While history may not repeat itself, it does often rhyme. In few areas of life is that truer than in the world of product design. Where a problem exists, proposed solutions will rush to fill the void, and often they will look much like one another.
Long before the first automotive GPS systems were introduced in the 1990s, the problem of navigating a car on long trips was a challenge. And one very early product introduced to solve it was the Iter Avto.
Load any map and let automation do the rest! (Image modified from Darren Meacher - Own work, CC BY 3.0)
Little is known about this device or the Italian company that made it. The Avto was introduced in 1930, and was a dashboard mounted navigator that relied on scrolling paper maps for a display. Connected to the car’s mechanical speedometer, the Avto would maintain a scroll rate proportional to the vehicle speed.
Unfortunately, the Iter Avto had at least two major problems. It did not, of course, accurately reflect any changes in roads or landmarks made after the maps themselves were created. The maps also only ever really worked in a straight line: if the driver turned, the map would have to be replaced.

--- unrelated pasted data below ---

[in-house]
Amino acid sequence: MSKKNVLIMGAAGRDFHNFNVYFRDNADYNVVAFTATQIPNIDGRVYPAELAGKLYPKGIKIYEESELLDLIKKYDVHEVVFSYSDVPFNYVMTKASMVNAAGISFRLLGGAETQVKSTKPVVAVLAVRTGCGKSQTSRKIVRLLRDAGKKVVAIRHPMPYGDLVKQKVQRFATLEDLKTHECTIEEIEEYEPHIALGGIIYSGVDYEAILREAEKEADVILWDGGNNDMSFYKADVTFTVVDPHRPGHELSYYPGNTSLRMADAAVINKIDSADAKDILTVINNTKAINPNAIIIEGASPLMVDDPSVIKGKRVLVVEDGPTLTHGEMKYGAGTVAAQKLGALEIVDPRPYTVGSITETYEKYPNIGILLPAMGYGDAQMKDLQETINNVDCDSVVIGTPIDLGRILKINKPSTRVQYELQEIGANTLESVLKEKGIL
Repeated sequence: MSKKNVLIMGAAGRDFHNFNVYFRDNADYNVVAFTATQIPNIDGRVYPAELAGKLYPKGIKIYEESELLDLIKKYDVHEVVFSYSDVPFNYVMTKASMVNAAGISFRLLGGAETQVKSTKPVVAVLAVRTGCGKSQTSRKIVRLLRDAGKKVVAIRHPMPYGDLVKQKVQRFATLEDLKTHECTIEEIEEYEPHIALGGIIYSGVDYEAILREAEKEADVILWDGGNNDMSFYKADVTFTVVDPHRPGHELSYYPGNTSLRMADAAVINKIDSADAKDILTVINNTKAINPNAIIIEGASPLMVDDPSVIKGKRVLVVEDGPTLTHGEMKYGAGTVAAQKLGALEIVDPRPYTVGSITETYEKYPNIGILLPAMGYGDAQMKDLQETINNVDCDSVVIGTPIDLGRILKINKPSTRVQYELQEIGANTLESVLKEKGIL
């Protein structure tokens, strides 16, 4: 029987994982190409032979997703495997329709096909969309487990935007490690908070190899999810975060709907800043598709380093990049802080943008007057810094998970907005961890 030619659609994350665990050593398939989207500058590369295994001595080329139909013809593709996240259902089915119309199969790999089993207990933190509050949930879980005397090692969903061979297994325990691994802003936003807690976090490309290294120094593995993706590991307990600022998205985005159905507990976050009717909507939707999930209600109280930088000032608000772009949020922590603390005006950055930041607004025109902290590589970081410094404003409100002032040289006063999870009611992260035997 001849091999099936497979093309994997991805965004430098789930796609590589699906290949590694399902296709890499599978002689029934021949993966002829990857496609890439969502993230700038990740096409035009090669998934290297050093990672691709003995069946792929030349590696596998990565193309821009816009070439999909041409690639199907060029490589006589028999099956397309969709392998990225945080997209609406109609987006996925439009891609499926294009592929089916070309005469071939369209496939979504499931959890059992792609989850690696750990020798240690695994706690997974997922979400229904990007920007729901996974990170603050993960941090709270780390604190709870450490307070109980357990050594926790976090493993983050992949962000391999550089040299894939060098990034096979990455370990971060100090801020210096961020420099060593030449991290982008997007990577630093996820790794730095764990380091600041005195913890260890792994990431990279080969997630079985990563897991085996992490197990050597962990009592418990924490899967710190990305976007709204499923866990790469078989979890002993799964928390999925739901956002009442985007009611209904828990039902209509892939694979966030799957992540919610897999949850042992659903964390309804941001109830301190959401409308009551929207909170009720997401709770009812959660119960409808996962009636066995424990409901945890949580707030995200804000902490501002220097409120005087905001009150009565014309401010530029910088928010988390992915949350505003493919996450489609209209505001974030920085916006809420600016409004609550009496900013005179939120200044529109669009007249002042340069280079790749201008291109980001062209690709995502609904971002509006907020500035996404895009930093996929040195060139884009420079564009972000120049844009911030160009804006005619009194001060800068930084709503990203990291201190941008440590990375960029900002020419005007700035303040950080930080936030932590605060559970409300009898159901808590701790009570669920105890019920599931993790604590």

In any case, the Iter Avto wasn’t destined to become a product with mass commercial appeal. With few drivers on the road in 1930, and the Great Depression getting off to a roaring start, few were in the market for an automotive navigational system. And to the Avto, and the company that made it, were mostly lost to history until its story was uncovered a few years ago.
The similarity to modern car GPS devices, however, is striking. A common problem, met with similar solutions: when history rhymes, it also has been known to carry a tune from time to time.